All of these things happened to Israel and were recorded in Scripture. So Paul tells the Corinthians – and us: “Now these things happened to them as an example, but they were written down for our instruction, on whom the end of the ages has come.”  Paul wants us to know that these things are recorded in Scripture to guide us as we live in this new and different time – the time in which all of God’s saving plans have found their fulfillment in the death and resurrection of Jesus Christ.  Paul’s conclusion from all of this is in our text is clear: “Therefore let anyone who thinks that he stands take heed lest he fall.”
            You may not have any trouble with meat and pagan temples. But the apostle’s words speak directly to you as you live in what is becoming a post-Christian world.  They warn you about the thing, that frankly, you don’t really believe.  They warn that your choices have consequences. They warn that faith can be lost; that salvation can be lost; that the Christian faith is not a matter of once saved, always saved. 
            We hear a warning about every false god that we would enshrine in our life – everything in which we would put our trust and consider to be most valuable.  And the world around us has kicked into high gear encouraging us to think in these ways.  The world says that the only thing that matters is you and your personal satisfaction. You are the measure of what is good and true, because there is no right and there is no wrong.  I won’t belabor the obvious ways that sex is treated as a god and you are told that there are no limitations on how you can use sex in order to find enjoyment.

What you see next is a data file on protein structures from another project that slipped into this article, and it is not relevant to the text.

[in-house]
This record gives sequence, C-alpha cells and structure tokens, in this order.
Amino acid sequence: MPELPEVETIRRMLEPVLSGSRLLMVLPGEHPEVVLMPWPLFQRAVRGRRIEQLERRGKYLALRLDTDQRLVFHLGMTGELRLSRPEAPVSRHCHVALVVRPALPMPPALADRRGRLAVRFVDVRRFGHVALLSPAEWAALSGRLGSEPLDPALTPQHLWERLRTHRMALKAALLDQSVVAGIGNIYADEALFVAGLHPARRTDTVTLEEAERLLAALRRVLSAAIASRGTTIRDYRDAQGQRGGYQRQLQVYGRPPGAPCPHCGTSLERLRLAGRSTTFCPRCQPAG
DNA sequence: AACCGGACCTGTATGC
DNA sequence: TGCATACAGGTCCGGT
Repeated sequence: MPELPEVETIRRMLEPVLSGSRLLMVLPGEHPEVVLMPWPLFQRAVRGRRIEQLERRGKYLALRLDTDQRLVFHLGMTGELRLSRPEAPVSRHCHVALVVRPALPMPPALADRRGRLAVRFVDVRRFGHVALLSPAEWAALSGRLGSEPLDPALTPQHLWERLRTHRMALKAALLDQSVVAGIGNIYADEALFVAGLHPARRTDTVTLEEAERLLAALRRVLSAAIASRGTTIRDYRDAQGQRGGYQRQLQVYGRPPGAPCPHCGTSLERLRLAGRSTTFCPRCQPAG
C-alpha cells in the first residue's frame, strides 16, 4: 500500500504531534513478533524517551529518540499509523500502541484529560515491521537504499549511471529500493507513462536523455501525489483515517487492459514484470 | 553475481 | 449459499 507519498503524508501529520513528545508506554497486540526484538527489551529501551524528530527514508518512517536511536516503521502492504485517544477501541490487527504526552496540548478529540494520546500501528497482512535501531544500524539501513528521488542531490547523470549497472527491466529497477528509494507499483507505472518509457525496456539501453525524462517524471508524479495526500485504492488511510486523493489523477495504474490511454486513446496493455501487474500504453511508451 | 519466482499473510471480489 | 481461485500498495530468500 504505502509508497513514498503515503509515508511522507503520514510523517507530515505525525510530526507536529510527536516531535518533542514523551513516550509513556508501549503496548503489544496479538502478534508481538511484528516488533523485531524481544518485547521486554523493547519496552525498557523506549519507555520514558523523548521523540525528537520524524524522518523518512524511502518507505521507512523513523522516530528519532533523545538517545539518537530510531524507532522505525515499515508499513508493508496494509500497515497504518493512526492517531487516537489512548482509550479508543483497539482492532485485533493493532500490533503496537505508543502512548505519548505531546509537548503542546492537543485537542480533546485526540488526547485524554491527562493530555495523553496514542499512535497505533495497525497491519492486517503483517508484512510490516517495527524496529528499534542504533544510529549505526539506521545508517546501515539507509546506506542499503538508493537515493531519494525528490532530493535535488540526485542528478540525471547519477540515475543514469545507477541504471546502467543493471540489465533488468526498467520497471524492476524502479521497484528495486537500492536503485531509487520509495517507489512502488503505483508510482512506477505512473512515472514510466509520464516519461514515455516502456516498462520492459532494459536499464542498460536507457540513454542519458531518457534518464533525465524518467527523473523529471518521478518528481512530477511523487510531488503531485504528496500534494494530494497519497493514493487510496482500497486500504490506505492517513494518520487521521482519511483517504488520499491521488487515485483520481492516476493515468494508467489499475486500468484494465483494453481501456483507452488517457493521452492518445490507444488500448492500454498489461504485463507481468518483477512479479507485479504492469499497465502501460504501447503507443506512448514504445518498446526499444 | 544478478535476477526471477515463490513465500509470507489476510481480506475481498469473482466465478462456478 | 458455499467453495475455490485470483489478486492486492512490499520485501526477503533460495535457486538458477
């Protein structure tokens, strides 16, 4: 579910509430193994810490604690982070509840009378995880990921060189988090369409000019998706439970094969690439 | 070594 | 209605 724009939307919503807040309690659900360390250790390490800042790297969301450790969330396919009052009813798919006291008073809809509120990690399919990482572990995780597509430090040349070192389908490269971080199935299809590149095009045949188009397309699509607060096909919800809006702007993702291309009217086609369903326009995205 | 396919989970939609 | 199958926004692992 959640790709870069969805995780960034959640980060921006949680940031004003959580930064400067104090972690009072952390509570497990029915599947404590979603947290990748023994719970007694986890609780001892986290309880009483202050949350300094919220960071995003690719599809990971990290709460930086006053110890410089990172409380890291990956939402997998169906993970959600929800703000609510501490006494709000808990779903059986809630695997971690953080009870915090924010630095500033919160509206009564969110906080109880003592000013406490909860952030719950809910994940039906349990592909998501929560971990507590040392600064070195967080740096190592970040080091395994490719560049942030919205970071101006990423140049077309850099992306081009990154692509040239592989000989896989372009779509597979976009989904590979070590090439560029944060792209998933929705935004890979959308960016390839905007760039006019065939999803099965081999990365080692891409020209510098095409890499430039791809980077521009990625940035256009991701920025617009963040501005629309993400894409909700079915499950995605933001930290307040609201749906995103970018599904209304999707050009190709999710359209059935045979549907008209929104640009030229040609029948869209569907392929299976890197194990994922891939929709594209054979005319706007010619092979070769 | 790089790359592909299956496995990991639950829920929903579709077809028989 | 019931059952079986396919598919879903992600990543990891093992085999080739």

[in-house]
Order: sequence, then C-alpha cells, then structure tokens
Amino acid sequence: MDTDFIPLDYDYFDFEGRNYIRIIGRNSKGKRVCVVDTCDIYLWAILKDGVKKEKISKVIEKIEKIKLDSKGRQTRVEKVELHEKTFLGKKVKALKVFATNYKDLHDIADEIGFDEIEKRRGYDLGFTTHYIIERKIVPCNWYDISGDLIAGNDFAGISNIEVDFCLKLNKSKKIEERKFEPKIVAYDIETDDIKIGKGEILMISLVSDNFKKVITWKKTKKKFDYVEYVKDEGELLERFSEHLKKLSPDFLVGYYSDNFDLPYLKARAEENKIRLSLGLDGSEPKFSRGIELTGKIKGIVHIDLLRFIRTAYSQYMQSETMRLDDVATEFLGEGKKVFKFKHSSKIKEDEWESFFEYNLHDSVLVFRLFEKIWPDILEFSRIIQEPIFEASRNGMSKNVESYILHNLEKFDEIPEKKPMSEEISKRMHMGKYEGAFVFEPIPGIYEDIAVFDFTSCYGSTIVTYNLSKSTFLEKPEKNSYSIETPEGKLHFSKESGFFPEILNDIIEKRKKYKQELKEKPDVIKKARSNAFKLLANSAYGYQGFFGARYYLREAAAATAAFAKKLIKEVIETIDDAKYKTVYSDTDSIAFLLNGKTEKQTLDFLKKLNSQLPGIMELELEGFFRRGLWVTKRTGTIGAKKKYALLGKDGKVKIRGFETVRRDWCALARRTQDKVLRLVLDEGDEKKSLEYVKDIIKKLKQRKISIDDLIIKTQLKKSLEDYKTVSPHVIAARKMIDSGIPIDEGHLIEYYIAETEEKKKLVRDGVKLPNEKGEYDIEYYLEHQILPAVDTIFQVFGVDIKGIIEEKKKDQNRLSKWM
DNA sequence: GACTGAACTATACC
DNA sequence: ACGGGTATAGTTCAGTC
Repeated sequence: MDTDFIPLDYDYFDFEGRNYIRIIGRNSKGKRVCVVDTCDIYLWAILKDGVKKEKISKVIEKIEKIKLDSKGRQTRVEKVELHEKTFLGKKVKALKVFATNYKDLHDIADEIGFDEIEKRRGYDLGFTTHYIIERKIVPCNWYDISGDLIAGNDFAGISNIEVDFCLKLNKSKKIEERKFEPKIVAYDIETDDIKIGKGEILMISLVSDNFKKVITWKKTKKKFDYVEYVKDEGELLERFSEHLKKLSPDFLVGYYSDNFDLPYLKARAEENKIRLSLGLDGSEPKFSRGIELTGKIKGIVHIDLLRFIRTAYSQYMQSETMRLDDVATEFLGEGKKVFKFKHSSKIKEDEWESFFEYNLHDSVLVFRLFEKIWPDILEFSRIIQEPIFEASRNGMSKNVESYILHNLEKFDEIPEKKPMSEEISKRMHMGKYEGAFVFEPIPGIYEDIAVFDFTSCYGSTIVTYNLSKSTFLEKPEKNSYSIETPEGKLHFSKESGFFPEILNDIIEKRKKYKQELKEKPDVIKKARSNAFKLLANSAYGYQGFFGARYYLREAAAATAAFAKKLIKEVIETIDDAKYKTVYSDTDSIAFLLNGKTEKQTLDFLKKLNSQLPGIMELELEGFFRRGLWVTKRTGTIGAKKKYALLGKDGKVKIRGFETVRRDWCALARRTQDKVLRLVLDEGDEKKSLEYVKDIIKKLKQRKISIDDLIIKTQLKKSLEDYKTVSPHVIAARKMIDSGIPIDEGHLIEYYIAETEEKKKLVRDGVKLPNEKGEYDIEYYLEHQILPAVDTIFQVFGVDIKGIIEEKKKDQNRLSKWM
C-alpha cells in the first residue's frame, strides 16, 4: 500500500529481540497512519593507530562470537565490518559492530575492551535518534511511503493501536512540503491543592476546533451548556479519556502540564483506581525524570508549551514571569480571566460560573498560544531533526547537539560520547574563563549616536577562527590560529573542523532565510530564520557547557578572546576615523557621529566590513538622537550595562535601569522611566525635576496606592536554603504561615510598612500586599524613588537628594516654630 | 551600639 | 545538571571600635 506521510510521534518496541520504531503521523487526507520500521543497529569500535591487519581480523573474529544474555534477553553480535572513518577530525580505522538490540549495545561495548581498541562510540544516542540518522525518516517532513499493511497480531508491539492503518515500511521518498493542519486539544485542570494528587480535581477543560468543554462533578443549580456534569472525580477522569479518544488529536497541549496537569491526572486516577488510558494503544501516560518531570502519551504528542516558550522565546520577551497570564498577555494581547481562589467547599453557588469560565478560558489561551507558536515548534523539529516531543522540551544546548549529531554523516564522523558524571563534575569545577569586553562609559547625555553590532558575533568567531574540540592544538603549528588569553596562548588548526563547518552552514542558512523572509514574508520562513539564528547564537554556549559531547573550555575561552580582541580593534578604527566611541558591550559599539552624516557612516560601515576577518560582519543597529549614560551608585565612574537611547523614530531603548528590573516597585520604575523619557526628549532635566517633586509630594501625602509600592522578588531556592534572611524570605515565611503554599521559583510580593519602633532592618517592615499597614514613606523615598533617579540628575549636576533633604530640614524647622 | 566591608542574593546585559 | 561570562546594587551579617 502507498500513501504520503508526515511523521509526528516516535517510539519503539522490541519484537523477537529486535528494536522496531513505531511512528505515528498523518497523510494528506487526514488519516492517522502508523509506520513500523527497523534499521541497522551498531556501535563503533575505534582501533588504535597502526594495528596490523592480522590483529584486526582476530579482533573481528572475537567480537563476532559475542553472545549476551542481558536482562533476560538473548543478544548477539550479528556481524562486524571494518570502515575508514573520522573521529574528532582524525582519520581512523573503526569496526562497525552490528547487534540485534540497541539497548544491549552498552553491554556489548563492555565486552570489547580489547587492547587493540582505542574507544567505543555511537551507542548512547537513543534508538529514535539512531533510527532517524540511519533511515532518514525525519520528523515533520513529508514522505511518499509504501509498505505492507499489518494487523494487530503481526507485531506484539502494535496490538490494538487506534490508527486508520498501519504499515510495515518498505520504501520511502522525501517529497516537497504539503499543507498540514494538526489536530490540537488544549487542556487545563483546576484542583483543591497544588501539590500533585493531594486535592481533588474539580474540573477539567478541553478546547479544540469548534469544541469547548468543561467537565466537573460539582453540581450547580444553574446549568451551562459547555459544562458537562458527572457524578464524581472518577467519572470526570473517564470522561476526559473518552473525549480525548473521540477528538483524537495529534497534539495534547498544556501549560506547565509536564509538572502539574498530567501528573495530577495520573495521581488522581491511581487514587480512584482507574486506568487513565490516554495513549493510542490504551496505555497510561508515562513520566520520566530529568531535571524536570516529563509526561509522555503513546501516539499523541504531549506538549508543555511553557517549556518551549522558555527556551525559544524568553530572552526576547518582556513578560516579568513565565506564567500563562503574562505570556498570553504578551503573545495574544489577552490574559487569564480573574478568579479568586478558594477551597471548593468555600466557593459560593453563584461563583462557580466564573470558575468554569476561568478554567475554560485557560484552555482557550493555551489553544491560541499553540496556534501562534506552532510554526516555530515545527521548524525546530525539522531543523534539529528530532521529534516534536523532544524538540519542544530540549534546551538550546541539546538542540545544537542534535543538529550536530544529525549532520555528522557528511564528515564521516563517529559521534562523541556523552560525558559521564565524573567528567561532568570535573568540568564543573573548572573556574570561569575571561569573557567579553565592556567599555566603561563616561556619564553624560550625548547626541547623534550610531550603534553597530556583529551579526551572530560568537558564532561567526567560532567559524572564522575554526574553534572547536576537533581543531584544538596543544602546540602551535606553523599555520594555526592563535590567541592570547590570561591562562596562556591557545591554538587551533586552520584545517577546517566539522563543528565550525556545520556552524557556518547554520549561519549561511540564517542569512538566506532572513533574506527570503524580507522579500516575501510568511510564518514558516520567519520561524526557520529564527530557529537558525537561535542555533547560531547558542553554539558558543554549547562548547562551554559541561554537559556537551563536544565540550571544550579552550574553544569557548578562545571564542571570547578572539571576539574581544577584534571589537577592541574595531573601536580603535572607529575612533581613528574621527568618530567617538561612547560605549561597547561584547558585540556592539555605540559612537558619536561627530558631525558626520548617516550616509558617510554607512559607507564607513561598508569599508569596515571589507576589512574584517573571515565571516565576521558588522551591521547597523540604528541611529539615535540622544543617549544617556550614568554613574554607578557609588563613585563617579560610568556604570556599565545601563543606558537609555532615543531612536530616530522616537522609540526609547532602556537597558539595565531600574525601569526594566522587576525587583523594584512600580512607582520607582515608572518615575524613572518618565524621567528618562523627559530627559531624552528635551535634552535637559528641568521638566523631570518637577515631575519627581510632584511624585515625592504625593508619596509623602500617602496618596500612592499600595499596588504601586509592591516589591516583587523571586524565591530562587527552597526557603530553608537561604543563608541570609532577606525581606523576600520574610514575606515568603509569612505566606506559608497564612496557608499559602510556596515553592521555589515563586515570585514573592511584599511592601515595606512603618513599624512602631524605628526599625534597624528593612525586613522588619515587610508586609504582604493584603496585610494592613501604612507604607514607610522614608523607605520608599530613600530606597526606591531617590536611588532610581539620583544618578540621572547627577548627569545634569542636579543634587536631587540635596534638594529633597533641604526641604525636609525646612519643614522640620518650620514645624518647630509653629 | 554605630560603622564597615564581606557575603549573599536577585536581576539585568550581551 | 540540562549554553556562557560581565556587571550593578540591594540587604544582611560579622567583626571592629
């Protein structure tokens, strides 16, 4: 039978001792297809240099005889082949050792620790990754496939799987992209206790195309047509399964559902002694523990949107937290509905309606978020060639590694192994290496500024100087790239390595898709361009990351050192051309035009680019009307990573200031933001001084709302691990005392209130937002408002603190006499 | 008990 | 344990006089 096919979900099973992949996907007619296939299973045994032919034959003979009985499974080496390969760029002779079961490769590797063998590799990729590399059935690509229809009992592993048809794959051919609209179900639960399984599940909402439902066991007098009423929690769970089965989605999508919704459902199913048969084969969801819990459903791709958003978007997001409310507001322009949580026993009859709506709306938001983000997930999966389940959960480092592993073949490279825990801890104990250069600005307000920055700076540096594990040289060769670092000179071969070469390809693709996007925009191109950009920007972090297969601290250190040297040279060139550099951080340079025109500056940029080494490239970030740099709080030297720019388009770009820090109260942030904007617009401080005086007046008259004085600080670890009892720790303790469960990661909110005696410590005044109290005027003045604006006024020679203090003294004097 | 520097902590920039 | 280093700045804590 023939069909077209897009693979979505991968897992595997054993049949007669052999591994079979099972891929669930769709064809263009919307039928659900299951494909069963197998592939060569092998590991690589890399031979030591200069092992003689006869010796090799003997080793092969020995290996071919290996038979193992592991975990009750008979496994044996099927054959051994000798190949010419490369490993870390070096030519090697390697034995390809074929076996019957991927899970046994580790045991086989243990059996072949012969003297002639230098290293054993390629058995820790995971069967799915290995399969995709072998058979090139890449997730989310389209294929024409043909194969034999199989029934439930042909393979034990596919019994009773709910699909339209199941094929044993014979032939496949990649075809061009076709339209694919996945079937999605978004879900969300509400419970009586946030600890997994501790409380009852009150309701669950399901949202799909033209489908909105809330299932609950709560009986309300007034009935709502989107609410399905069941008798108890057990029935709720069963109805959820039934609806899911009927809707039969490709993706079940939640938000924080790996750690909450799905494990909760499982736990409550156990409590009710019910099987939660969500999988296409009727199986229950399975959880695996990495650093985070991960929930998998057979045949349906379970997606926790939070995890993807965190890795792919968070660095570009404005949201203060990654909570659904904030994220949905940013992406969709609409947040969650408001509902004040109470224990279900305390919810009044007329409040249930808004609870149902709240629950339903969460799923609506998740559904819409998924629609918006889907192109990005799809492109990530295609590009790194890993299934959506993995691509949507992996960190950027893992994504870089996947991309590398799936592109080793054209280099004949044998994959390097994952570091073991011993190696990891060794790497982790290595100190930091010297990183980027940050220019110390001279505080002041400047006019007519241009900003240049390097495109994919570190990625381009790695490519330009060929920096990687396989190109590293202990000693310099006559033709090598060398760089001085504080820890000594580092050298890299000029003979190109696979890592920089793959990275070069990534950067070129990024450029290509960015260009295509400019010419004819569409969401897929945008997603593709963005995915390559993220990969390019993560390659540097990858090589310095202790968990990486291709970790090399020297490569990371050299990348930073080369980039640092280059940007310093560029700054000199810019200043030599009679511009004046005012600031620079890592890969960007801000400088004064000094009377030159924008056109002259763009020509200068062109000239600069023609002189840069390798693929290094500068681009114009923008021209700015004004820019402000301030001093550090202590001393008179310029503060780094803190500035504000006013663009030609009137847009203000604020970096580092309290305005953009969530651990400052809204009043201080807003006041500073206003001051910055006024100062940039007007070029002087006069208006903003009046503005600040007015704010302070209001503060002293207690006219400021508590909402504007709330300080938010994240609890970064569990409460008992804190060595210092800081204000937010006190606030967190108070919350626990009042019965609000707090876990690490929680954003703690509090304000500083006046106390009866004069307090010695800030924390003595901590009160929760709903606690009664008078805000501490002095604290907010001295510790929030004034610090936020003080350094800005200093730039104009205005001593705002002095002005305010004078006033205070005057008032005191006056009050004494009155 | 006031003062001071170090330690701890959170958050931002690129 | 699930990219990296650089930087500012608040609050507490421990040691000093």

Paul’s words strike home when he says, ““We must not put Christ to the test.”  Yet there is another side here as well.  Paul tells the Corinthians not to grumble like the Israelites.  Much of the Israelite grumbling took the form of whining about their situation. They grumbled and complained about life in the wilderness – about the food, the lack of water and the discomfort. 
            We are guilty of this too.  We see the Christian faith being pressed in on every side. We see the Church being persecuted around the world. And we act like the “weak” Corinthians.  We say “woe is me” and we whine about how hard things may become. We grumble and complain about the job God is doing taking care of his Church.
            And so Paul reminds us this morning that we are those upon whom the end of the ages has come. We are the ones who live in the knowledge that the Son of God has entered into our world as he was conceived by the Holy Spirit and born of the virgin Mary.  We are the ones who know that he died on the cross to win forgiveness. We are the ones who know that the Last Day has already begun because Jesus defeated death when he rose from the dead.  Don’t forget, we know the very first Christian confession: Jesus is Lord.
            He is the risen and ascended Lord who will bring the “not yet” in which we live to a close when he returns in glory.  And make no mistake about it: he will rule all. He will destroy the enemies of the Gospel and his people. He will give rescue and relief and peace and eternal joy to all who have believed and trusted in him.
            Paul says in our text this morning: “God is faithful, and he will not let you be tempted beyond your ability, but with the temptation he will also provide the way of escape, that you may be able to endure it.”  Our faithful God promises support that we need to face every temptation in the present.  And we can be assured that the final escape of Christ’s return is the hope that will not disappoint us.